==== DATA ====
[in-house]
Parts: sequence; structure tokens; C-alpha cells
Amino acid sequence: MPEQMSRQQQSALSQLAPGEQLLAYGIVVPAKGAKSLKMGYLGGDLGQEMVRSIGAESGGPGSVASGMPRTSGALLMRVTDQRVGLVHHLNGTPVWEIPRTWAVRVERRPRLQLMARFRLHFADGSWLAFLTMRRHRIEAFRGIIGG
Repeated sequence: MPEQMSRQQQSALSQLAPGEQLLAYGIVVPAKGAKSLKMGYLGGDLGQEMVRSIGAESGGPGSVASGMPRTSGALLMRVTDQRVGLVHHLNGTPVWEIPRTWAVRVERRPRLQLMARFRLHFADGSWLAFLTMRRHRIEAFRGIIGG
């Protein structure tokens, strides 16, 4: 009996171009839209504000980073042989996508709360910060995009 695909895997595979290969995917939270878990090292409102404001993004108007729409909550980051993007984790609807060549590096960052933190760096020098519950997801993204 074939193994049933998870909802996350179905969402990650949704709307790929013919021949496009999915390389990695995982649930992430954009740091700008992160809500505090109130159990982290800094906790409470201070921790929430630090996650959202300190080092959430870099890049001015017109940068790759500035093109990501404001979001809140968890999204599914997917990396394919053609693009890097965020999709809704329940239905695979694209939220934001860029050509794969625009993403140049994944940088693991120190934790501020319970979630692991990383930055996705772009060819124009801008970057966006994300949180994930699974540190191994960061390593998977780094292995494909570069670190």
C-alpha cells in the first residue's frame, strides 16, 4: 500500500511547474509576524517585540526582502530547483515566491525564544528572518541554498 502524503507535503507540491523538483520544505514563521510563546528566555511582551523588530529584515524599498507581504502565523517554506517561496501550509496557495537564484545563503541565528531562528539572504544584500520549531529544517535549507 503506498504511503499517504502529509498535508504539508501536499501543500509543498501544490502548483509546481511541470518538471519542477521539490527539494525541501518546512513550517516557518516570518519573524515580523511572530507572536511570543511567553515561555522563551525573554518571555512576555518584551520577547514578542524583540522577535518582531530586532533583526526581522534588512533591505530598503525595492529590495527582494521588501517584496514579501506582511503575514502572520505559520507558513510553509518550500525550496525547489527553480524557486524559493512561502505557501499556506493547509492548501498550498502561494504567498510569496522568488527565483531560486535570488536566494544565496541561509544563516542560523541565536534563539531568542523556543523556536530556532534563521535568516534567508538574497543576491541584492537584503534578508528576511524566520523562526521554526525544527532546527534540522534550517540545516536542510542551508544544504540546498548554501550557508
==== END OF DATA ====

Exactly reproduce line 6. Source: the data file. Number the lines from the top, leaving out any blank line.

C-alpha cells in the first residue's frame, strides 16, 4: 500500500511547474509576524517585540526582502530547483515566491525564544528572518541554498 502524503507535503507540491523538483520544505514563521510563546528566555511582551523588530529584515524599498507581504502565523517554506517561496501550509496557495537564484545563503541565528531562528539572504544584500520549531529544517535549507 503506498504511503499517504502529509498535508504539508501536499501543500509543498501544490502548483509546481511541470518538471519542477521539490527539494525541501518546512513550517516557518516570518519573524515580523511572530507572536511570543511567553515561555522563551525573554518571555512576555518584551520577547514578542524583540522577535518582531530586532533583526526581522534588512533591505530598503525595492529590495527582494521588501517584496514579501506582511503575514502572520505559520507558513510553509518550500525550496525547489527553480524557486524559493512561502505557501499556506493547509492548501498550498502561494504567498510569496522568488527565483531560486535570488536566494544565496541561509544563516542560523541565536534563539531568542523556543523556536530556532534563521535568516534567508538574497543576491541584492537584503534578508528576511524566520523562526521554526525544527532546527534540522534550517540545516536542510542551508544544504540546498548554501550557508